tspRoute <- data.frame(basPoints)[drop(as.matrix(tour)),]
tspRoute$tspOrder <- seq(1:nrow(tspRoute))
tspRoute <- sp::SpatialPointsDataFrame(tspRoute[,c("coords.x1","coords.x2")], 
                                     data = tspRoute, 
                                     proj4string = CRS(proj4string(basPoints)))
# Plot
plot(tspRoute, add=T, pch = 16)
lines(coordinates(tspRoute), col = "orange")

# Travel distance in km
(tsp_len <- LineLength(coordinates(tspRoute)) / 1000)
[1] 4097.383
# Reduction in travel distance (percent)
(pReduced <- abs(bas_len - tsp_len) / bas_len)
[1] 0.8398596

The TSP route is 84% shorter than the BAS route, a savings of 21,489 kilometers.

The final data frame maintains columns for both the BAS and TSP order so it is possible to re-order back to BAS if necessary. Here are the first 10 sample points, with superfluous columns omitted.

(head(data.frame(tspRoute)[, c("sampleID", "tspOrder", "coords.x1", "coords.x2")]))
    sampleID tspOrder coords.x1 coords.x2
189       97        1  421946.7   5178182
45        23        2  434290.8   5138549
153       78        3  450161.8   5148457
57        30        4  462505.9   5227723
129       66        5  492484.4   5207906
81        44        6  518936.1   5168274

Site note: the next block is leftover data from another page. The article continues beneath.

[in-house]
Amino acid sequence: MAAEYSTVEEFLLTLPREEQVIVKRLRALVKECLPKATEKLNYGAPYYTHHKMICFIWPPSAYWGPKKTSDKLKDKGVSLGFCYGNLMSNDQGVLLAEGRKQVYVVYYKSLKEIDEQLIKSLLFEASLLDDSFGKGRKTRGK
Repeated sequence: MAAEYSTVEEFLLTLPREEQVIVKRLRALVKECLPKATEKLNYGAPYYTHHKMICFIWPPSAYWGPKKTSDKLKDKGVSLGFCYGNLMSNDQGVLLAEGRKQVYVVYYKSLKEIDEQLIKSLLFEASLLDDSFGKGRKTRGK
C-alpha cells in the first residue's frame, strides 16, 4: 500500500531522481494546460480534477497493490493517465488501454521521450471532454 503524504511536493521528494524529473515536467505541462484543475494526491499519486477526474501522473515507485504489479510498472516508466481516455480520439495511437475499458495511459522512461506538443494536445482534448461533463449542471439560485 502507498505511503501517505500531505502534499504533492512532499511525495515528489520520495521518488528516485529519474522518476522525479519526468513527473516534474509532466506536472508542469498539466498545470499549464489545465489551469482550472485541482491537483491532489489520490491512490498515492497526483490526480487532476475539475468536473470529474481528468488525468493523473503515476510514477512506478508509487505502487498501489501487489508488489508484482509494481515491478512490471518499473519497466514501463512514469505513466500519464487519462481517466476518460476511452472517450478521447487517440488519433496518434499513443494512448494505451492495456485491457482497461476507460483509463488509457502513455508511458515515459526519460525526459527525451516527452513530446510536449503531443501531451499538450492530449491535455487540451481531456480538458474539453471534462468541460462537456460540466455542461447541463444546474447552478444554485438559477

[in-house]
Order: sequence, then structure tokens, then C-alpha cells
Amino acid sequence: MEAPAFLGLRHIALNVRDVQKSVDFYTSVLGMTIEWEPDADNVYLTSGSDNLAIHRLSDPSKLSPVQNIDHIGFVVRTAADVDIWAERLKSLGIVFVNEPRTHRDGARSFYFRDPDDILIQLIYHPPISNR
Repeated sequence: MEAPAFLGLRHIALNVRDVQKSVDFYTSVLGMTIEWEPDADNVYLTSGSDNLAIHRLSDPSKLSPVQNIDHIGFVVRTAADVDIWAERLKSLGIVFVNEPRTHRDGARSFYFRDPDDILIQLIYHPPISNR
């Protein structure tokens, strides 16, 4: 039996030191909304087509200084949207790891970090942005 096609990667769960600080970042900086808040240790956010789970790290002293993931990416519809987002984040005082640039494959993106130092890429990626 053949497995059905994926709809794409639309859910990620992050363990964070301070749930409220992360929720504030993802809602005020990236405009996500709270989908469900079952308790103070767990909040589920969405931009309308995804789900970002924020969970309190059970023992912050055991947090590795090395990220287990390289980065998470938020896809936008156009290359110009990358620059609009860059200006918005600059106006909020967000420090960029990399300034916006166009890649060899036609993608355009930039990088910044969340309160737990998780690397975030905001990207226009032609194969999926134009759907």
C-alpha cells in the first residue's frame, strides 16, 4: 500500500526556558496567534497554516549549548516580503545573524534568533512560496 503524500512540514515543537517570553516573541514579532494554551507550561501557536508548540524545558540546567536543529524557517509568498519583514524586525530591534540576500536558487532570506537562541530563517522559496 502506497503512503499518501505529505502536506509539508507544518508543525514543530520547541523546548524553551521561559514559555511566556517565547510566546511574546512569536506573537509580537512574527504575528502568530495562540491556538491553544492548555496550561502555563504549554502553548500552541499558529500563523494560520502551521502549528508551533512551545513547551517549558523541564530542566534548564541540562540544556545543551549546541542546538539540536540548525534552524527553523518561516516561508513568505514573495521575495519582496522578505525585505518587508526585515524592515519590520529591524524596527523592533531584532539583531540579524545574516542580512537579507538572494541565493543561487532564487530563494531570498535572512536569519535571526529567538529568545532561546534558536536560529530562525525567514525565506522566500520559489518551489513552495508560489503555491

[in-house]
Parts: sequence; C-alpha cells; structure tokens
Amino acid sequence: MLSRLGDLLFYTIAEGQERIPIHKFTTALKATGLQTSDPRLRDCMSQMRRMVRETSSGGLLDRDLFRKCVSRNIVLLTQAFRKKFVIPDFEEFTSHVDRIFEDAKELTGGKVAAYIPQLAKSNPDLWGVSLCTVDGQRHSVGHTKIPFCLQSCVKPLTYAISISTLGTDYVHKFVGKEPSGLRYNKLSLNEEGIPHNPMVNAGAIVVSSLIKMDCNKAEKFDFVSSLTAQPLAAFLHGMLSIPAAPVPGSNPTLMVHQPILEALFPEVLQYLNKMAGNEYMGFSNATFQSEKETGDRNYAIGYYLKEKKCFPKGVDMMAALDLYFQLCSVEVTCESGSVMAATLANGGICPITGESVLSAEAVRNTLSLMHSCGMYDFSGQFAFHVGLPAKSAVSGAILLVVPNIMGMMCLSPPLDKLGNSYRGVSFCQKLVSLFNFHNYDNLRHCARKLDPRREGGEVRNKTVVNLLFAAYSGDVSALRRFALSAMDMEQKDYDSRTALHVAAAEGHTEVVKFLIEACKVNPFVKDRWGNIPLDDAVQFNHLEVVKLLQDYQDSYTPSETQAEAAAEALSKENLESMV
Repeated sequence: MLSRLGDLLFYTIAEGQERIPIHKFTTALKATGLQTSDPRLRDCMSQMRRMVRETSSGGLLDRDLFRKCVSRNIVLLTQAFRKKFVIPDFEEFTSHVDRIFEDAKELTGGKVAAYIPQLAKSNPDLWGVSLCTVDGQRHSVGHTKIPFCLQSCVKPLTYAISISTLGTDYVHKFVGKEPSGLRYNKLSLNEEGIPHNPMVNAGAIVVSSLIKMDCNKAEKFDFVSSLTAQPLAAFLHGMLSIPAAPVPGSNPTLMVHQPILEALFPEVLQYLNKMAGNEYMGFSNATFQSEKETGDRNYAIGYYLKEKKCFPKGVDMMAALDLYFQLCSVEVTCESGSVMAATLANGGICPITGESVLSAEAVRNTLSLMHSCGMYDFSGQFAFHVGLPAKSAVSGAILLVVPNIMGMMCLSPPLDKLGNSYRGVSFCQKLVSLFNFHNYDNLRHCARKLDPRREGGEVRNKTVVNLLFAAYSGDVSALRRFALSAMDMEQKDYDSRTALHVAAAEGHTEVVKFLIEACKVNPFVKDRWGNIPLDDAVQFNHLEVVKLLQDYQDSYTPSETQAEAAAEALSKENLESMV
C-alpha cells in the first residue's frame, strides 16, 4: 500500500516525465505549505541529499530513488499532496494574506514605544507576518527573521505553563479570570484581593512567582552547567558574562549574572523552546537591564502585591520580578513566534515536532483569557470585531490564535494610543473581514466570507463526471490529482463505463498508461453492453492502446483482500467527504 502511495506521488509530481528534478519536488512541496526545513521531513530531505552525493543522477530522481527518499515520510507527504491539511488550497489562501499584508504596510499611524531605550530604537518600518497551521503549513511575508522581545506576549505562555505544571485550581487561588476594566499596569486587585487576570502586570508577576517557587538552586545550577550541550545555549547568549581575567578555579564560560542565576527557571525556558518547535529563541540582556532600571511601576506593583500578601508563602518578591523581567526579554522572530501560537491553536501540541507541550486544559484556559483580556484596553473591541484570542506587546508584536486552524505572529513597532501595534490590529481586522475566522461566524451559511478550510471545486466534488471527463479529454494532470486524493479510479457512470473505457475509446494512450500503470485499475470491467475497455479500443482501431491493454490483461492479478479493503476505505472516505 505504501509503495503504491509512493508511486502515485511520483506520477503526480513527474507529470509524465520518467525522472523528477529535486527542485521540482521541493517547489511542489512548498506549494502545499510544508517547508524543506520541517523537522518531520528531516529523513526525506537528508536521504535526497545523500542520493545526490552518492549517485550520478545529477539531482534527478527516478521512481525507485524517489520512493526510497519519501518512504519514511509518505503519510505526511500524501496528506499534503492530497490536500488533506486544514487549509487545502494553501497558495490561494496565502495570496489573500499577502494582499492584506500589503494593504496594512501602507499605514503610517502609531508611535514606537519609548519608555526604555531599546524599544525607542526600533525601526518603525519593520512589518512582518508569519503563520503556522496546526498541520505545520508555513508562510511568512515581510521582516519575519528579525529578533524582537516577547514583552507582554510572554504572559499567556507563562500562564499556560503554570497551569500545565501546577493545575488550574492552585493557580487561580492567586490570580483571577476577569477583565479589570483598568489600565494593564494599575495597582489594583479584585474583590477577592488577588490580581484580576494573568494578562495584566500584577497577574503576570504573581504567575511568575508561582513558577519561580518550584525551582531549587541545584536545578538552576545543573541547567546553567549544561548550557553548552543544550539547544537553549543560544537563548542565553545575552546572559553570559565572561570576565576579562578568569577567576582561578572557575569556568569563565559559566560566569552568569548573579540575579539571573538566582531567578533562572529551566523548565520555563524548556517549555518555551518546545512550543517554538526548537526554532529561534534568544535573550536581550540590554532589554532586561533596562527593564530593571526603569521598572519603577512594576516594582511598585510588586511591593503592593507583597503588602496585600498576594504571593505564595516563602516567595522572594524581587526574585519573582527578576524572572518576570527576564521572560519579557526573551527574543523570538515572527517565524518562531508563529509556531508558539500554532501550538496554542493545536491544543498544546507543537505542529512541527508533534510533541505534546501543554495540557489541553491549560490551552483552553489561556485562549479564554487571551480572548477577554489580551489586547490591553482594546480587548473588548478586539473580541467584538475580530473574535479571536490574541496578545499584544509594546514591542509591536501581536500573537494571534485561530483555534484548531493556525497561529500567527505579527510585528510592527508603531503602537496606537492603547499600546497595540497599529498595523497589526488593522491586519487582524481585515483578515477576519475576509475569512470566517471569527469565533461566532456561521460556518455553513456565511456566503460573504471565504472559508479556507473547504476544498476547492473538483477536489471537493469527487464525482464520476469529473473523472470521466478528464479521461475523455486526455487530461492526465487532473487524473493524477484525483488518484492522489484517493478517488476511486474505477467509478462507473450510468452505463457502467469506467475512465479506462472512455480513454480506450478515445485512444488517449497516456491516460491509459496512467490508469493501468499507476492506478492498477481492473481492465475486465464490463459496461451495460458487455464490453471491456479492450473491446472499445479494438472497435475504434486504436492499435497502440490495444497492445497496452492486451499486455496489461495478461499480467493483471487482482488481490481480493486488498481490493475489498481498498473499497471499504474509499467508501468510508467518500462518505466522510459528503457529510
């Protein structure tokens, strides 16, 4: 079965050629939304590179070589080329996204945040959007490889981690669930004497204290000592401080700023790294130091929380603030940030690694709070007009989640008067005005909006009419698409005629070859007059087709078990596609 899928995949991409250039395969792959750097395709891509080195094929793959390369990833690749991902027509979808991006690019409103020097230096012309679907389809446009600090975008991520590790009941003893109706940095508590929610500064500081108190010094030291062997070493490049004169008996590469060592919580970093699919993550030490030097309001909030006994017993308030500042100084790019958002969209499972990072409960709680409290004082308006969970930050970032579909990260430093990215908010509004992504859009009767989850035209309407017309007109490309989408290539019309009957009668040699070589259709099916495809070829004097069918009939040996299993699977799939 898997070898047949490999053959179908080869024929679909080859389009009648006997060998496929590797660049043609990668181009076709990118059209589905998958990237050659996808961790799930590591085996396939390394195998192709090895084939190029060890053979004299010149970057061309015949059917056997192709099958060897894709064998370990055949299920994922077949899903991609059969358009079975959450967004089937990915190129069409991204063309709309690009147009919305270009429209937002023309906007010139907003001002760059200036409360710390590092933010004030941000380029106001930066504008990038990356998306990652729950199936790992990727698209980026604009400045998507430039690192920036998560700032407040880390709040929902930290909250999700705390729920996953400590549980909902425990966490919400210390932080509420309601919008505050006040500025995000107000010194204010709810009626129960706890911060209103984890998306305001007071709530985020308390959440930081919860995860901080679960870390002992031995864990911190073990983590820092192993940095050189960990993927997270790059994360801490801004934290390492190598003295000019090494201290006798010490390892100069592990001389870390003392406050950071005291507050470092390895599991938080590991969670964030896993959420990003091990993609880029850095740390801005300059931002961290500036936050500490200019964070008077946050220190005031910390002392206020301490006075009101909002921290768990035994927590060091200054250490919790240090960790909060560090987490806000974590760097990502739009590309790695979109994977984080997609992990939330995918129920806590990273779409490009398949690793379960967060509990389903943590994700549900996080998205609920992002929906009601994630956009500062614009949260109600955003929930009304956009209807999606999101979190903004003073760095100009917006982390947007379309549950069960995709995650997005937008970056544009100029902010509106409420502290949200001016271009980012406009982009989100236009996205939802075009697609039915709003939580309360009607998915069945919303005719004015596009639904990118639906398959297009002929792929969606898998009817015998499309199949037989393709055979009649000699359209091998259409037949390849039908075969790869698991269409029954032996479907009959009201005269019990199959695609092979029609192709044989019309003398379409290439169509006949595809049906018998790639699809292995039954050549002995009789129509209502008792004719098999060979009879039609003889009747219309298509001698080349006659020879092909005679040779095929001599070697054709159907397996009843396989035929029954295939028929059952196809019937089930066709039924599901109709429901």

Final Comments

If a researcher is tempted to forgo spatially balanced sampling in favor of simple random sampling (SRS) because they feel simple random sampling yields a more efficient route (is cheaper), they should reconsider. The traveling salesperson route applied to a spatially balanced sample is only slightly higher (5% to 20%) than the traveling salesperson route applied to a simple random sample. The only reason that the SRS route is shorter is that many SRS points are close together, i.e., it is not spatially balanced. In fact, if the SRS sample happens to be spatially balanced, the TSP routes through BAS and SRS points will be nearly identical in length. In the end, I believe that spatial balance of the sample will benefit the study more than not, and that the additional travel costs of the route are well worth it. Here is a comparison for one sample realization: